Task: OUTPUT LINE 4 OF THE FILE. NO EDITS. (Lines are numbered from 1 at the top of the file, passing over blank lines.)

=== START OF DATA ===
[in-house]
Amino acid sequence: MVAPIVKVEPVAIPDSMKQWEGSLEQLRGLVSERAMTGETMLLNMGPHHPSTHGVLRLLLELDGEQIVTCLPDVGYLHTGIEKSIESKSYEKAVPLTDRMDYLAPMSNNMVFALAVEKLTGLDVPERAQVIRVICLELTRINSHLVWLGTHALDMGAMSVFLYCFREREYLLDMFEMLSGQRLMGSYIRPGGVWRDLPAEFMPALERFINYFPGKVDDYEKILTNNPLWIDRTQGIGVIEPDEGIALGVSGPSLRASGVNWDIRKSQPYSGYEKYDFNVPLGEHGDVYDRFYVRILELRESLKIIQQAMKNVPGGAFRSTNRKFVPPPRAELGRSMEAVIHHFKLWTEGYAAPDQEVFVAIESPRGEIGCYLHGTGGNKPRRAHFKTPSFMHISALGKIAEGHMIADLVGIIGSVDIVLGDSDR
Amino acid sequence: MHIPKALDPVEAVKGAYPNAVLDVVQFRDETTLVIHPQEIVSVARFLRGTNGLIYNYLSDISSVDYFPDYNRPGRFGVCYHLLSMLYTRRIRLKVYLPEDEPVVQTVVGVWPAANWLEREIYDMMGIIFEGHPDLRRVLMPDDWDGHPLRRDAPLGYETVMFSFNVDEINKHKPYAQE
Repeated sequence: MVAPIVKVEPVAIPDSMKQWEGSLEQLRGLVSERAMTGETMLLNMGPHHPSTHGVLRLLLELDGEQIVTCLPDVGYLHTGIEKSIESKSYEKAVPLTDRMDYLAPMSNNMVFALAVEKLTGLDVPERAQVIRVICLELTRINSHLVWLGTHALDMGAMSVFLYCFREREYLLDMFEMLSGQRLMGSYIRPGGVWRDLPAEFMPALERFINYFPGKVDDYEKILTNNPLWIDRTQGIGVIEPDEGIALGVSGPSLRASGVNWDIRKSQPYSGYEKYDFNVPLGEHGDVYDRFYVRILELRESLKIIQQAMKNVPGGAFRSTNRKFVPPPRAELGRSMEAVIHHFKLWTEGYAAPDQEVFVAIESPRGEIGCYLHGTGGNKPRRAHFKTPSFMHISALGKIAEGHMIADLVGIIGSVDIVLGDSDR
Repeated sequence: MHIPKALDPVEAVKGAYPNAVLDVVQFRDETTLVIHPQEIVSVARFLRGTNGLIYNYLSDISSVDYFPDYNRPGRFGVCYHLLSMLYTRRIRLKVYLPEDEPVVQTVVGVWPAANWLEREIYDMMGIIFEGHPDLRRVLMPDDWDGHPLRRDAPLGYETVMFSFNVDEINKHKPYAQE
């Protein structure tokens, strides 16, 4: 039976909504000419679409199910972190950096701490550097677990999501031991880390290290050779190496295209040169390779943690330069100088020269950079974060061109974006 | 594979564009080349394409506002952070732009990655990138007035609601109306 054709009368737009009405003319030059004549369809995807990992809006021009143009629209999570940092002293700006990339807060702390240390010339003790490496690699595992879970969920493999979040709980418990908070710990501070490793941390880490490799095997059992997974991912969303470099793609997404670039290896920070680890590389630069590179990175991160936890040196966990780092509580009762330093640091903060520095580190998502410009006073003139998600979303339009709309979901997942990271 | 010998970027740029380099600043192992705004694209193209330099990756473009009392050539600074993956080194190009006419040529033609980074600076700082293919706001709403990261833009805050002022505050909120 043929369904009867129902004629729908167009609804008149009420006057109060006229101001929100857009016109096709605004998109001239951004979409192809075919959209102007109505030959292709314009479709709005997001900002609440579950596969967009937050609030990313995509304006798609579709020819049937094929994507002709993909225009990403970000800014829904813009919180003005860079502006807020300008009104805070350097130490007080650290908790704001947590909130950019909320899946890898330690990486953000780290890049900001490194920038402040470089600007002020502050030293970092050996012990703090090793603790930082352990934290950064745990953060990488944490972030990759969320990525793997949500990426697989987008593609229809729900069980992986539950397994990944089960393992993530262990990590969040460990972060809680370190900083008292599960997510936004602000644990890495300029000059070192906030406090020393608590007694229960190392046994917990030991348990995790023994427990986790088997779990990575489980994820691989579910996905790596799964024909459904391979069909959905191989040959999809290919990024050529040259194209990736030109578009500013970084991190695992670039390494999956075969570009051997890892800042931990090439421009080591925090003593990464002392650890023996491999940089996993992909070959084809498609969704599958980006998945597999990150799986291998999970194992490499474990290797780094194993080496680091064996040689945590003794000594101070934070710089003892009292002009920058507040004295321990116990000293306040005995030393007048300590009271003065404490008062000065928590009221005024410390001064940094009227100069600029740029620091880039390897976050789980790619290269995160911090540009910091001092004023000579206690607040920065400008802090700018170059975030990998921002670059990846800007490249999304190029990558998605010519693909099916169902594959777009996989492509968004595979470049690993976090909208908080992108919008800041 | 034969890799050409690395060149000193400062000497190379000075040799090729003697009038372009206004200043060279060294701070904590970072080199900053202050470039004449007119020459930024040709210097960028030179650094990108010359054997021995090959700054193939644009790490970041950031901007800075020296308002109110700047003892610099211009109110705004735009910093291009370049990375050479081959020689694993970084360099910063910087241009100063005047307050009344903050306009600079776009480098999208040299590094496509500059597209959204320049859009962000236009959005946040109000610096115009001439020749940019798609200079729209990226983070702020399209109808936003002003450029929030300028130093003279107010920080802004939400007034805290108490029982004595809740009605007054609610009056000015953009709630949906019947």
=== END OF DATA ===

Repeated sequence: MVAPIVKVEPVAIPDSMKQWEGSLEQLRGLVSERAMTGETMLLNMGPHHPSTHGVLRLLLELDGEQIVTCLPDVGYLHTGIEKSIESKSYEKAVPLTDRMDYLAPMSNNMVFALAVEKLTGLDVPERAQVIRVICLELTRINSHLVWLGTHALDMGAMSVFLYCFREREYLLDMFEMLSGQRLMGSYIRPGGVWRDLPAEFMPALERFINYFPGKVDDYEKILTNNPLWIDRTQGIGVIEPDEGIALGVSGPSLRASGVNWDIRKSQPYSGYEKYDFNVPLGEHGDVYDRFYVRILELRESLKIIQQAMKNVPGGAFRSTNRKFVPPPRAELGRSMEAVIHHFKLWTEGYAAPDQEVFVAIESPRGEIGCYLHGTGGNKPRRAHFKTPSFMHISALGKIAEGHMIADLVGIIGSVDIVLGDSDR